Presentation on theme: "Surface Water & Groundwater & 7 TH GRADE SCIENCE BROOKVILLE INTERMEDIATE SCHOOL MS. DRAKE."— Presentation transcript:
Surface Water & Groundwater & 7 TH GRADE SCIENCE BROOKVILLE INTERMEDIATE SCHOOL MS. DRAKE
Surface Water Water covers two-thirds of the planet's surface. It is essential to all forms of life and plays a vital role in the processes and functioning of the Earth's ecosystems. People all over the planet are dependent on water to grow food, generate power, cool the machines of industry, carry wastes, and much more. People use water in their personal lives for bathing and cleaning, recreating, drinking, cooking, gardening, and just for the pleasure of watching it. Water also provides habitat for fresh and salt water living resources.
Surface Water More than 97 percent of the Earth's water is saltwater in our oceans and salt lakes; water in icecaps/glaciers adds about 2.0 percent more. Fresh water is very limited -- water in lakes, streams, and rivers makes up less than 0.01 percent of the Earth's water. Groundwater -- fresh water under the planet's surface -- makes up another 0.6 percent. In the United States, more than 250 million people depend on the fresh water in our rivers, lakes, streams, and groundwater supplies for their drinking water.
Surface Water Quality Water Quality is a measure of how clean a stream's water is. Scientists take measurements of the physical and chemical condition of the water and the health of the critters that live in it. Temperature - determines the kinds of animals that can survive in a stream. Temperature also can affect the chemistry of the water. Dissolved oxygen – is how much oxygen is available in the water for fish and other aquatic organisms to breathe. Healthy waters generally have high levels of DO. Several factors can affect how much DO is in the water: temperature, the amount and speed of flowing water, the plants and algae that produce oxygen during the day and take it back in at night, pollution in the water, and the composition of the stream bottom.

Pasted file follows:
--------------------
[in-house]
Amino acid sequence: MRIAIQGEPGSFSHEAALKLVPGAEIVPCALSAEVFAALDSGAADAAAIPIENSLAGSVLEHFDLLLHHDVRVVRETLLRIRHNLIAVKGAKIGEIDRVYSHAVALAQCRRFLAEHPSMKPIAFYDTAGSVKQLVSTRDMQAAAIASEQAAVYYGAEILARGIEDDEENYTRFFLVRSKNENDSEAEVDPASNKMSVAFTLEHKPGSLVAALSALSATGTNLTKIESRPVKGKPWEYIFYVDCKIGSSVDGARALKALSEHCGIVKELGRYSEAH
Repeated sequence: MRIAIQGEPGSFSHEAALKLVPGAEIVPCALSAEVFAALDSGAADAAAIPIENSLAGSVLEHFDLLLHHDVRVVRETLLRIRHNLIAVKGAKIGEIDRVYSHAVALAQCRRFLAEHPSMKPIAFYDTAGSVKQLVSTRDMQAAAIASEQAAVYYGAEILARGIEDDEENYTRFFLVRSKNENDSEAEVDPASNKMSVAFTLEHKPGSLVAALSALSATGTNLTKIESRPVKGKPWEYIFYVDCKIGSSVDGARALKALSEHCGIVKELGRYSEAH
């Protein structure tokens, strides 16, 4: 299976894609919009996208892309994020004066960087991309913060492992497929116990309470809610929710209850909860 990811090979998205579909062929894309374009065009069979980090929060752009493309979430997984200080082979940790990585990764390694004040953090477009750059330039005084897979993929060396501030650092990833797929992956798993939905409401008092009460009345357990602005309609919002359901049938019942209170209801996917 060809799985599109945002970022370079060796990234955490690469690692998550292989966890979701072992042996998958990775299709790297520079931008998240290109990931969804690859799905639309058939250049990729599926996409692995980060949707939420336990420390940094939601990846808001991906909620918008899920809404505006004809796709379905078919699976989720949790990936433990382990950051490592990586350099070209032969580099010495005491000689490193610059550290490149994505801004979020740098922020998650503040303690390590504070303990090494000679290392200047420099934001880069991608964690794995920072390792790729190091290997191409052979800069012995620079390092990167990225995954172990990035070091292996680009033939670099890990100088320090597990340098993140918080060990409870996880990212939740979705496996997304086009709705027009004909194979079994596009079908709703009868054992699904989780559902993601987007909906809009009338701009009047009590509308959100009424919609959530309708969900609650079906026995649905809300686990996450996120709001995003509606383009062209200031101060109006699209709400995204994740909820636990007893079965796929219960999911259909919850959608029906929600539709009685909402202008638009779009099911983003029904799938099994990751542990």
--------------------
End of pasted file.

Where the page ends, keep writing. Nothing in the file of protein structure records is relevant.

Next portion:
Surface Water Quality pH – is the acidity level of water. Most waters range from 6.5 to 8.5. Changes in pH can affect how chemicals dissolve in the water and whether organisms are affected by them. High acidity can be deadly to fish and other aquatic organisms. Nutrients - The two major nutrients scientists measure are nitrogen and phosphorus. The presence of too many nutrients can hurt aquatic organisms by causing lots of algae to grow in the water. Nutrients can also affect pH, water clarity and temperature, and cause water to smell and look bad. Toxic Substances - Scientists also test for many harmful (toxic) things like metal, pesticides, and oil.
Surface Water Quality Turbidity - the clarity of water; how many particulates (little bitty particles of stuff) are floating around. Bacteria - Scientists sample for certain types of bacteria that are found only in the intestinal tract of animals and humans. Visual surveys - Scientists take measurements of the landscape surrounding a stream to determine things like the amount of trees and shrubs along a stream, the amount of shade that is created by trees overhanging the stream, and woody debris (sticks and leaves) in the stream. Biological sampling - taking samples of fish, plants and smaller organisms called macroinvertebrates (mack-row-in-ver-tuh-bretts). Macroinvertebrates include things like snails, worms, fly larvae, and crayfish ("crawdads").
Ground Water Some facts to consider... Scientists estimate groundwater accounts for more than 95% of all fresh water available for use. Approximately 50% of Americans obtain all or part of their drinking water from groundwater. Nearly 95% of rural residents rely on groundwater for their drinking supply. About half of irrigated cropland uses groundwater. Approximately one third of industrial water needs are fulfilled by using groundwater. About 40% of river flow nationwide (on average) depends on groundwater.
Groundwater Groundwater is the water that saturates the tiny spaces between alluvial material (sand, gravel, silt, clay) or the crevices of fractures in rocks. Aquifer : Most groundwater is found in aquifersunderground layers of porous rock saturated from above or from structures sloping toward it. Infiltration : Movement of water into and through soil.
Groundwater Quality Inorganic compounds, pathogens and organic compounds can negatively affect water quality. Inorganic Compounds include all compounds that do not containing carbon. Nitrates can cause problems in drinking water or marine waters. Phosphorus can reduce uses of fresh surface waters. Heavy metals include selenium, arsenic, iron, manganese, cadmium and chromium and others. Pathogens including bacteria and viruses, have been attributed for more than 50% of the waterborne disease outbreaks in the